In 2021, critics said President Biden was too cozy with teachers unions and too quick to seek their input on reopening schools. The president took a harder line around the time of a Chicago teacher walkout in January 2022 and said in-person instruction could be safe despite the circulation of the omicron variant.

Subcommittee Chairman Brad Wenstrup, Ohio Republican, said he convened the hearing to understand the fallout from school shutdowns.

“We need to make every effort to not let this happen again for the sake of our future,” Mr. Wenstrup said. “The baseline should have been to keep schools open and ask how that gets done.”

He said the effort “isn’t a question of right or left.”

Yet the hearing turned to political finger-pointing at times. Democrats faulted Mr. Trump’s early response while crediting Mr. Biden’s pandemic relief plans as the driver of successful reopenings.

“From the beginning, President Trump and his administration did not act with the urgency needed to reduce transmission,” said Rep. Raul Ruiz, California Democrat.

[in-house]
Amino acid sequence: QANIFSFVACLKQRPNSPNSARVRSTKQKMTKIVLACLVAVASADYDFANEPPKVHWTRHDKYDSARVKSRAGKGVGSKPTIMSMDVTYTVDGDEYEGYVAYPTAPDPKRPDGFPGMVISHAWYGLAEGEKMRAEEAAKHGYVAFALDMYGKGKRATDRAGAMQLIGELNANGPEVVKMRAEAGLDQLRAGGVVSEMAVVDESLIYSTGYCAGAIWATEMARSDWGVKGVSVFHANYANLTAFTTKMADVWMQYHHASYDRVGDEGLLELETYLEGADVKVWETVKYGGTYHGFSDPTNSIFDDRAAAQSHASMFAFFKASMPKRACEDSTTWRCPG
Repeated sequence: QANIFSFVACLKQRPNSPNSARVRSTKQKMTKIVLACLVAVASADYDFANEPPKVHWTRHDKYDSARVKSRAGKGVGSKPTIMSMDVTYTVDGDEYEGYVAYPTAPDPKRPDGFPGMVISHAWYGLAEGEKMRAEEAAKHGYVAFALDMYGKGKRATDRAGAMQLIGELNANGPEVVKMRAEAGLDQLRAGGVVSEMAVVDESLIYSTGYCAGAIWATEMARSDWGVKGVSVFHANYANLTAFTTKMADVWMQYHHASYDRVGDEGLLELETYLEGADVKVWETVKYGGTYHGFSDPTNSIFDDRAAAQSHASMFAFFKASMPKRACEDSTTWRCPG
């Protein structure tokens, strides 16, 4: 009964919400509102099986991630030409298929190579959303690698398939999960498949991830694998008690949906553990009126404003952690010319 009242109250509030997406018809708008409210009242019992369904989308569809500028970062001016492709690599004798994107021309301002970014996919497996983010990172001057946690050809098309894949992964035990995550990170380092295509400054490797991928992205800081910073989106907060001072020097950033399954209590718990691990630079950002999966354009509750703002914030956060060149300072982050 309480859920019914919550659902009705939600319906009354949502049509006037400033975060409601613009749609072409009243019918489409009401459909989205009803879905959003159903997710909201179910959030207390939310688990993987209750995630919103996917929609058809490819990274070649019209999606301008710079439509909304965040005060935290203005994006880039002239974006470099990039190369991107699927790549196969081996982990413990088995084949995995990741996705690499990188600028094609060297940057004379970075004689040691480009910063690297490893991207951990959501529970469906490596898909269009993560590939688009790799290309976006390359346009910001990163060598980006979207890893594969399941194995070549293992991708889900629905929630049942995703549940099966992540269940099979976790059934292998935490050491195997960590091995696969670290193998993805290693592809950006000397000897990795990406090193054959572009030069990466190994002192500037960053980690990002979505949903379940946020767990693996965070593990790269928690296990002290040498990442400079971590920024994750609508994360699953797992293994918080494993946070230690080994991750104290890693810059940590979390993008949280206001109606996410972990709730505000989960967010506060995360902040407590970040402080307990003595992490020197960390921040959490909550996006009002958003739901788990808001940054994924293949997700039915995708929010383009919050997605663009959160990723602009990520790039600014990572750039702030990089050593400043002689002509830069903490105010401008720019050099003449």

Donna Mazyck, a registered nurse and executive director of the National Association of School Nurses, said schools lacked resources during the worst of the pandemic.

“PPE was in short supply,” she told the subcommittee.

Mr. Ruiz said Americans should ramp up defenses against pathogens to ensure schools can remain open and resilient in the face of public health threats.

Experts called to Capitol Hill by House Republicans insisted they did not want to minimize the threat of the virus, but they said adults seemed to prioritize their own lives over children’s well-being while the virus swept across the nation.

Dr. Hoeg, a Danish American, said Scandinavian countries reopened schools in early 2020 and “demonstrated constant motivation to keep them open.”

“These countries prioritized children’s well-being above adults’ by opening schools before reopening the rest of the society,” she said in prepared testimony. “In contrast, much of the United States prioritized adult well-being over children’s, reopening bars, restaurants and beauty salons, gyms, etc., before schools.”

David Zweig, an author and investigative journalist, cited Harvard University research that found remote instruction was more prevalent among Black and Hispanic students and was “the primary driver of widening achievement gaps.”

Witnesses said school closures were counterproductive in terms of epidemiology. Children started to interact with children from multiple locales instead of their typical cohorts at school, heightening the risk of viral spread.